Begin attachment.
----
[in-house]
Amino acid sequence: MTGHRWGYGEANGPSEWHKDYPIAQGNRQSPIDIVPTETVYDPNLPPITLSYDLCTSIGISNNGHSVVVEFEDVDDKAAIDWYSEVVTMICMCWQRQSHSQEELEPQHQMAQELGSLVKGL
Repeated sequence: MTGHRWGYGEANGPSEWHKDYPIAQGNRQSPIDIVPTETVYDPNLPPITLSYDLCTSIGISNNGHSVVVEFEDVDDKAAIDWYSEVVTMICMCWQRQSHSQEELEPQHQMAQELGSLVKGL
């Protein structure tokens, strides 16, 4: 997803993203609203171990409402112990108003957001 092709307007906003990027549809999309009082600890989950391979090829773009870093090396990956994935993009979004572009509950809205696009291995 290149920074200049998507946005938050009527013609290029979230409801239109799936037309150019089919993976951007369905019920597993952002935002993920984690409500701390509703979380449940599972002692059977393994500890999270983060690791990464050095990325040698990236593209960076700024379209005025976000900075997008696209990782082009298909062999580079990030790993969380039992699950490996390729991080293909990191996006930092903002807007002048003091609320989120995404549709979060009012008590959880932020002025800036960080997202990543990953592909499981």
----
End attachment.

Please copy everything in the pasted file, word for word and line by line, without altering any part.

[in-house]
Amino acid sequence: MTGHRWGYGEANGPSEWHKDYPIAQGNRQSPIDIVPTETVYDPNLPPITLSYDLCTSIGISNNGHSVVVEFEDVDDKAAIDWYSEVVTMICMCWQRQSHSQEELEPQHQMAQELGSLVKGL
Repeated sequence: MTGHRWGYGEANGPSEWHKDYPIAQGNRQSPIDIVPTETVYDPNLPPITLSYDLCTSIGISNNGHSVVVEFEDVDDKAAIDWYSEVVTMICMCWQRQSHSQEELEPQHQMAQELGSLVKGL
């Protein structure tokens, strides 16, 4: 997803993203609203171990409402112990108003957001 092709307007906003990027549809999309009082600890989950391979090829773009870093090396990956994935993009979004572009509950809205696009291995 290149920074200049998507946005938050009527013609290029979230409801239109799936037309150019089919993976951007369905019920597993952002935002993920984690409500701390509703979380449940599972002692059977393994500890999270983060690791990464050095990325040698990236593209960076700024379209005025976000900075997008696209990782082009298909062999580079990030790993969380039992699950490996390729991080293909990191996006930092903002807007002048003091609320989120995404549709979060009012008590959880932020002025800036960080997202990543990953592909499981």